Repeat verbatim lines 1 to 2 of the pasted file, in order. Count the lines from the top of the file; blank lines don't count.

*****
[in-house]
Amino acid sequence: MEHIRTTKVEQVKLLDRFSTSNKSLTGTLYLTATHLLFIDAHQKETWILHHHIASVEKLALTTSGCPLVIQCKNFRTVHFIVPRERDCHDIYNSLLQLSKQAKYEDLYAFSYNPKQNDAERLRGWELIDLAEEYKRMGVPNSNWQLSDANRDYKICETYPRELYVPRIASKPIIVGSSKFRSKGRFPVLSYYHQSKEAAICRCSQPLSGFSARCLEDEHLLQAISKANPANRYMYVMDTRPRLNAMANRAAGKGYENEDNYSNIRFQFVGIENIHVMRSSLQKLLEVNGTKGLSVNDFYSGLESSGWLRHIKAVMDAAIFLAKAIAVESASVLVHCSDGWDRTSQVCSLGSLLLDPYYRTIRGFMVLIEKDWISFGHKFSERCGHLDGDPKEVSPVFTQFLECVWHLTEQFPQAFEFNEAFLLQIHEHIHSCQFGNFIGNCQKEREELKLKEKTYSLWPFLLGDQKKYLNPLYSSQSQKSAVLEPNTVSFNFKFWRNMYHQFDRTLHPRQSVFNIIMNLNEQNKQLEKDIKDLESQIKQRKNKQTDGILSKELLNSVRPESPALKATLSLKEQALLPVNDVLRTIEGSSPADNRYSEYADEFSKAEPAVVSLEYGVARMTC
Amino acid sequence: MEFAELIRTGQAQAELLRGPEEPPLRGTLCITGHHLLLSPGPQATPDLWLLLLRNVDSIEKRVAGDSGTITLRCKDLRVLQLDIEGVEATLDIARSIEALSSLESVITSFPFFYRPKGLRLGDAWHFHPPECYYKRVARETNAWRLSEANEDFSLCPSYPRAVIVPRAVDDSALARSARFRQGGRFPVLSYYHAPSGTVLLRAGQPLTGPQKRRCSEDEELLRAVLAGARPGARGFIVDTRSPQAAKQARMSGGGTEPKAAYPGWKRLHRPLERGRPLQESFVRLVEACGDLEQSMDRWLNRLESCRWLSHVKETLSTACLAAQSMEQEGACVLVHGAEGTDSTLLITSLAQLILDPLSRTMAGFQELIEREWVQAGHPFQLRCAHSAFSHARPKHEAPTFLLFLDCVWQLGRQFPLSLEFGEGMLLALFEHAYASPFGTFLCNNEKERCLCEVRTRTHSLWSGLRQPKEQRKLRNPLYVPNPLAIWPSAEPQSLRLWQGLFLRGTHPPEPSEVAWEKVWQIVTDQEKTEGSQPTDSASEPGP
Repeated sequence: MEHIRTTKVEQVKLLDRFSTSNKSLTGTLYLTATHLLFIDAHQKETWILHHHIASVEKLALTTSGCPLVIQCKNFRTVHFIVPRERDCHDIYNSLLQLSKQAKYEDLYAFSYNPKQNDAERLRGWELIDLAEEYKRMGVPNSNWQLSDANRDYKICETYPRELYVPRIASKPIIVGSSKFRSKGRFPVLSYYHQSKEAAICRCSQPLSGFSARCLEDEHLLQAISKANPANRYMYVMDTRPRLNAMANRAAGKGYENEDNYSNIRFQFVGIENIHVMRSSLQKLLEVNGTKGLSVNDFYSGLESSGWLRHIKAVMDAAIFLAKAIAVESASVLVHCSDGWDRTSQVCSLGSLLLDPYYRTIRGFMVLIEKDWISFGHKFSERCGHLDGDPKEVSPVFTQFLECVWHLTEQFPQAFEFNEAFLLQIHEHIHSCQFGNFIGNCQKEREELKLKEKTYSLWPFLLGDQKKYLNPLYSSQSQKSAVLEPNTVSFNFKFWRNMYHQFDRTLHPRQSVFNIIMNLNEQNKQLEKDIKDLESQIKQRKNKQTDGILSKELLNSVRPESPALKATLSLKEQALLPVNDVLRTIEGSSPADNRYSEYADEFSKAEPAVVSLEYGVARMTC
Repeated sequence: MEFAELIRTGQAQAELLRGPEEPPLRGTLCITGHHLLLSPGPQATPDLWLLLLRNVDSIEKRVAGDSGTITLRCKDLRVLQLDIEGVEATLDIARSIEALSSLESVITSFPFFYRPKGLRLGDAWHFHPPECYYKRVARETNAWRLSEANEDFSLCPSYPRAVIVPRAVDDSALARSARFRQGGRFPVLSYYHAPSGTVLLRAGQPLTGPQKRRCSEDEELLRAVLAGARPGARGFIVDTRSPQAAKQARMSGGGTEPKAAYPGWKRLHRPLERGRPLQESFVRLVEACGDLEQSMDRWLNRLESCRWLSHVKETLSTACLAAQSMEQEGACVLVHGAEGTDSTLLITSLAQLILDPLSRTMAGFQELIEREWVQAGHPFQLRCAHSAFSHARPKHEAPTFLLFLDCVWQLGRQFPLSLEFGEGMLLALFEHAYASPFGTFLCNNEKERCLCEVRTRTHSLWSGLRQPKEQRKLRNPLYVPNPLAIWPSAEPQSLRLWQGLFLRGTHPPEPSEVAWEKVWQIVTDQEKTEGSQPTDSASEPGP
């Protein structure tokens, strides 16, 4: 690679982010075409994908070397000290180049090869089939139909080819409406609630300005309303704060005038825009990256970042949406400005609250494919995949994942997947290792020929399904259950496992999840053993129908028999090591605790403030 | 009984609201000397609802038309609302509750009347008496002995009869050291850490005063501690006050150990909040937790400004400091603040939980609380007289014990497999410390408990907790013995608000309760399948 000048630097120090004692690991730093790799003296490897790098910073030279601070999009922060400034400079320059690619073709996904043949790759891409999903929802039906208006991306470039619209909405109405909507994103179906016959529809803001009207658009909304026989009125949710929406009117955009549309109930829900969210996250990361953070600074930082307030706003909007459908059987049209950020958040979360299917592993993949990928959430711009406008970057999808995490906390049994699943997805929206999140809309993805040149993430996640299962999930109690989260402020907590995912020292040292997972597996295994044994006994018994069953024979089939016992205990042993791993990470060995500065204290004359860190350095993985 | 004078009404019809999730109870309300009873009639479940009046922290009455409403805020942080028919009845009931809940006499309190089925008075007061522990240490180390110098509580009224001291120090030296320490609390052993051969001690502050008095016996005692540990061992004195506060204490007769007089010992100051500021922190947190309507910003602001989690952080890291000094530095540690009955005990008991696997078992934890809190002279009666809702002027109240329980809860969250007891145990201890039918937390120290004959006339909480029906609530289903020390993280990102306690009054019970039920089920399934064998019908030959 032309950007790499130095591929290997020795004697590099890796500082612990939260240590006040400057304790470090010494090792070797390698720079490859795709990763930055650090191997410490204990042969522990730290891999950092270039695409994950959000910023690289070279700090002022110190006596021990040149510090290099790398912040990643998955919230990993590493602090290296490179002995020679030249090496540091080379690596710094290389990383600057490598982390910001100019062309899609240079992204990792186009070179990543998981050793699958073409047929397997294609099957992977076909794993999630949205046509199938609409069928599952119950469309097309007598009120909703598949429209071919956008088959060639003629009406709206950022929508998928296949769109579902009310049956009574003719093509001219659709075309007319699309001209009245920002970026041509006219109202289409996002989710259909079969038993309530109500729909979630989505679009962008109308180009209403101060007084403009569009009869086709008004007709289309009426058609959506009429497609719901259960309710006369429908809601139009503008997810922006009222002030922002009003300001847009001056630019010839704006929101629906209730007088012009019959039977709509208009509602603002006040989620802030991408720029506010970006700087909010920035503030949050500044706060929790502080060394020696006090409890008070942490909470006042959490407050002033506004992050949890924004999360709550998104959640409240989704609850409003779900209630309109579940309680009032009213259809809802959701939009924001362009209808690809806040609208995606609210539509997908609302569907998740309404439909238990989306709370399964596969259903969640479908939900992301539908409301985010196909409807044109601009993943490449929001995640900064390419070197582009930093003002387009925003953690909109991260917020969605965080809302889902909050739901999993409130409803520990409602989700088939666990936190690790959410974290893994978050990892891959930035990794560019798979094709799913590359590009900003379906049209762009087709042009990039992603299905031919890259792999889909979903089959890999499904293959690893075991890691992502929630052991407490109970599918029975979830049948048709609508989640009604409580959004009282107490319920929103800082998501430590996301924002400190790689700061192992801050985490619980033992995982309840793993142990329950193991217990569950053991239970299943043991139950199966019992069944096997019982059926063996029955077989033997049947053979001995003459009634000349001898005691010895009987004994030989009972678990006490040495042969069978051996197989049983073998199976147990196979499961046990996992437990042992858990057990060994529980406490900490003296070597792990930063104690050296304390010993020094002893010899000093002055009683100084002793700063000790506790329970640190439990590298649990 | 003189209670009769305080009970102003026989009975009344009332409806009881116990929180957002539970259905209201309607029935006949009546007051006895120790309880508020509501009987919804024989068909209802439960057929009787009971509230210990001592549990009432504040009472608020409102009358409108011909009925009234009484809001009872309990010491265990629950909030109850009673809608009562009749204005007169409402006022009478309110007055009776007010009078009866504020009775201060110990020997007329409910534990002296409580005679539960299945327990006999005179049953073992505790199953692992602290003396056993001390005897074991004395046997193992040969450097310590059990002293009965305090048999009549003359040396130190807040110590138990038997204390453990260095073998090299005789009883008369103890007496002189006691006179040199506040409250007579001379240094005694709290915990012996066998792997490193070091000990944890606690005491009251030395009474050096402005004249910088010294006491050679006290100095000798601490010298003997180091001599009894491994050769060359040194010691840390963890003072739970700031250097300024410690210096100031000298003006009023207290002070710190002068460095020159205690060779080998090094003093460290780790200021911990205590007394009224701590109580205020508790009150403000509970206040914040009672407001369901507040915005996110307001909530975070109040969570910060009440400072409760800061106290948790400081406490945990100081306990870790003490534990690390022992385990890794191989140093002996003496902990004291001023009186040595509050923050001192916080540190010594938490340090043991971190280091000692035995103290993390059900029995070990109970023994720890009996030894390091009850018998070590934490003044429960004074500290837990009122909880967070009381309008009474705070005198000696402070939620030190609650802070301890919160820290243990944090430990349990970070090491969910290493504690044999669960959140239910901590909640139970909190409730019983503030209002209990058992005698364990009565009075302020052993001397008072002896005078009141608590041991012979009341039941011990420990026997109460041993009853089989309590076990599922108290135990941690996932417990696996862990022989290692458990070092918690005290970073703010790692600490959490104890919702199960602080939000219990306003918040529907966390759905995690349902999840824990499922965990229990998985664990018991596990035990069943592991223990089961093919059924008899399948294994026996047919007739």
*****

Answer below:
[in-house]
Amino acid sequence: MEHIRTTKVEQVKLLDRFSTSNKSLTGTLYLTATHLLFIDAHQKETWILHHHIASVEKLALTTSGCPLVIQCKNFRTVHFIVPRERDCHDIYNSLLQLSKQAKYEDLYAFSYNPKQNDAERLRGWELIDLAEEYKRMGVPNSNWQLSDANRDYKICETYPRELYVPRIASKPIIVGSSKFRSKGRFPVLSYYHQSKEAAICRCSQPLSGFSARCLEDEHLLQAISKANPANRYMYVMDTRPRLNAMANRAAGKGYENEDNYSNIRFQFVGIENIHVMRSSLQKLLEVNGTKGLSVNDFYSGLESSGWLRHIKAVMDAAIFLAKAIAVESASVLVHCSDGWDRTSQVCSLGSLLLDPYYRTIRGFMVLIEKDWISFGHKFSERCGHLDGDPKEVSPVFTQFLECVWHLTEQFPQAFEFNEAFLLQIHEHIHSCQFGNFIGNCQKEREELKLKEKTYSLWPFLLGDQKKYLNPLYSSQSQKSAVLEPNTVSFNFKFWRNMYHQFDRTLHPRQSVFNIIMNLNEQNKQLEKDIKDLESQIKQRKNKQTDGILSKELLNSVRPESPALKATLSLKEQALLPVNDVLRTIEGSSPADNRYSEYADEFSKAEPAVVSLEYGVARMTC